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Earthdate: January 23, 2513 A.D.
Location: Golan Dry Docks
Galactic Location: Norma Arm
The video record showed a subterranean city under siege, seen through the visor of a Marine combat helmet. The scene played out in tones of blue-white and gray—night-for-day vision as seen through the visor of Marine combat armor.
Suddenly a rim of light appeared above the city, raining glare down upon buildings and streets. For a moment it looked like the light came from an explosion, but it did not flash and disappear. Instead, the light expanded over the top of the city like smoke gathering over a fire. The light was bright enough to cancel out the night-for-day lens and the visor automatically switched to a standard tactical lens. As it came closer, tint shields formed over the visor as protection from the blinding glare.
Shit, I thought to myself, as I felt my pulse rise. Shit, shit, shit!
Even through the tint shields, I saw changing hues and patterns in the light as if the reds, yellows, and blues constantly kept separating themselves from the colors around them then remixed back into the spectrum.
‘Harris, you seeing this?” a voice asked me on the screen. The record was taken from my combat helmet.
I recognized the voice. It was Ray Freeman, the man who had once been my partner. “Where are you?” I asked in the record.
"One floor up,” Freeman said. “You better get climbing.”
I was standing in the door of an elevator station. The city in the video feed had levels. To get from one level to the next, people rode elevators; only now that we had shut down the power, I would need to climb to the next level using a rappelling cord.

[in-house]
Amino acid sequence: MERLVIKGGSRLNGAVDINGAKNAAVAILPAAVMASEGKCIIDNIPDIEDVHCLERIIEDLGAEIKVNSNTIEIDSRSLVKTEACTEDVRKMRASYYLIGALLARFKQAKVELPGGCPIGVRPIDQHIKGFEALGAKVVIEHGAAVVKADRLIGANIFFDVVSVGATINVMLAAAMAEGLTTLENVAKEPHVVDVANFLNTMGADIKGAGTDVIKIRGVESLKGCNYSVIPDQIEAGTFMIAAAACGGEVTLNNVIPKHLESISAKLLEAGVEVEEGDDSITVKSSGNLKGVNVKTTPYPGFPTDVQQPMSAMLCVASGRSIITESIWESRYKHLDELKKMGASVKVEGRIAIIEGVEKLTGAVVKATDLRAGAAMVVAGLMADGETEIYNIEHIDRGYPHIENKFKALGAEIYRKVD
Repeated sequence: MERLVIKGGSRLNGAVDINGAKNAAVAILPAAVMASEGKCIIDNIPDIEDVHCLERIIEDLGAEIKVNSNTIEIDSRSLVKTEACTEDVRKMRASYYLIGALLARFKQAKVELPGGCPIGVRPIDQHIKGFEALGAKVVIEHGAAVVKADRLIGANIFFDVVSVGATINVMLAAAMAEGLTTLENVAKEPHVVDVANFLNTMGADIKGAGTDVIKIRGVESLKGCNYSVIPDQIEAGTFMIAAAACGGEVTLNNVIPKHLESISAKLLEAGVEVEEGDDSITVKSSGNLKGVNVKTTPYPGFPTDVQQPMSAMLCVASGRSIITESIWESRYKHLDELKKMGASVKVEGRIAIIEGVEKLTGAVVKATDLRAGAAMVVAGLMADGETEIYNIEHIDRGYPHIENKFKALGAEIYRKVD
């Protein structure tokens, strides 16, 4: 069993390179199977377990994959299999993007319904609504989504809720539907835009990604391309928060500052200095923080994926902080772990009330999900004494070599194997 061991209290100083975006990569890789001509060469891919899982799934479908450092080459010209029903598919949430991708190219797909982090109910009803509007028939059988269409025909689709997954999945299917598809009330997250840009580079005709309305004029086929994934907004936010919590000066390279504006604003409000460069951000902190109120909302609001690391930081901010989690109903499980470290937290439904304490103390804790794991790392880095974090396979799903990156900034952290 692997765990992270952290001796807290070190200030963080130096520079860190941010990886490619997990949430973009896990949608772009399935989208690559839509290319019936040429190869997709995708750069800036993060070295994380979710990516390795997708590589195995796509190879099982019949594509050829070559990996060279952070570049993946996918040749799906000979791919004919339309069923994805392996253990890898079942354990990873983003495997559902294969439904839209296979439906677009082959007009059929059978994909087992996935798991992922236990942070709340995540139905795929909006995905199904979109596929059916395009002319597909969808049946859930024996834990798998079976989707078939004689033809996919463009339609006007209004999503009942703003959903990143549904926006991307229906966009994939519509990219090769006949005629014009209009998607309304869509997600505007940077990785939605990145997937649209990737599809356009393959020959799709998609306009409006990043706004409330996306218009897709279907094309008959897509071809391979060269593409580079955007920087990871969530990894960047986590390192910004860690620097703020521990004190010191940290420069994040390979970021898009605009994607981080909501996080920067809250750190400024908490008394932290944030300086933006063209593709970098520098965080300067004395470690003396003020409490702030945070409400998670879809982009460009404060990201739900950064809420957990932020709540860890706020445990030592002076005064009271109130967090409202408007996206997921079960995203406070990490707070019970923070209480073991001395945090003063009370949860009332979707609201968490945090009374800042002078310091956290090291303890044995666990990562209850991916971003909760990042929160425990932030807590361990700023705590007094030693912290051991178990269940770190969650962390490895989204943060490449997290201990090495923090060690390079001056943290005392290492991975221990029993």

“You can see that light?” I asked over the interLink—the communications system used by the military.
The light had a slow, gelatinous property about it. It seemed to seep over the city like viscous oil. As soon as I turned away from the light to run towards the open elevator shaft, the night-for-day lens in my visor resumed. The glow from that strange light had not yet reached the elevator station, but it would soon.
In the record, I ran to the shaft, attached a cord to the loop in my armor, and started up. The Marines in my platoon, at least those still breathing, had already climbed up to the top level.
The shaft looked like a gigantic tunnel turned on its end. Dozens of rappel cords dangled from the top.
“Thomer, where are you?” I called over the interLink. Thomer was one of the squad leaders in my platoon.
“In the elevator station.” Thomer said.
“Can you see any transports?” I asked.
“There’s a transport just outside,” Thomer said.
“I requisitioned that one,” Freeman said.
“What happened to the pilot?” I asked.
Freeman did not answer, which probably meant he was dead.
The area inside this shaft would have been black as coal if not for the glow that started to pour in through the open doors. It rushed in like flood waters, shining on the opposite wall. I had never known a man could climb as quickly as I did when I scaled my way up that shaft.
“Load the men in the transport,” I called to Thomer.
“They’re in,” Thomer said.
“And you’re in?” I asked.
Thomer did not answer.
“Get in the transport!” I yelled.
I looked up to see how much further I had to go. I had another 20 feet. Below me, the light in the shaft became blinding. The tint shields in my visor blocked out some of the brightness.
I looked back down. There was a creature in that viscous light. The creature was nearly as bright as the light around it. It looked like a six-foot canary yellow smudge in a field of glare that had the startling silver clarity of an electrical spark. I only saw it for a moment, and I concentrated on the two black eyes. They were the size of my fists, and they seemed to be made of smoky-black chrome.
The video feed froze on the image of the creature. The image was blurry and indistinct, like a picture taken by a child who can’t stop jiggling his camera.
“Master Gunnery Sergeant Harris, perhaps you could give us your opinion about the nature of this creature,” Admiral Brallier said, the forced calm in his voice fraying on the word creature.
“I have no idea,” I said. I could feel the heat rising in my blood. Brallier and I stared at each other, saying nothing.
Finally Brallier broke the silence, asking, “Do you think it was a space angel?”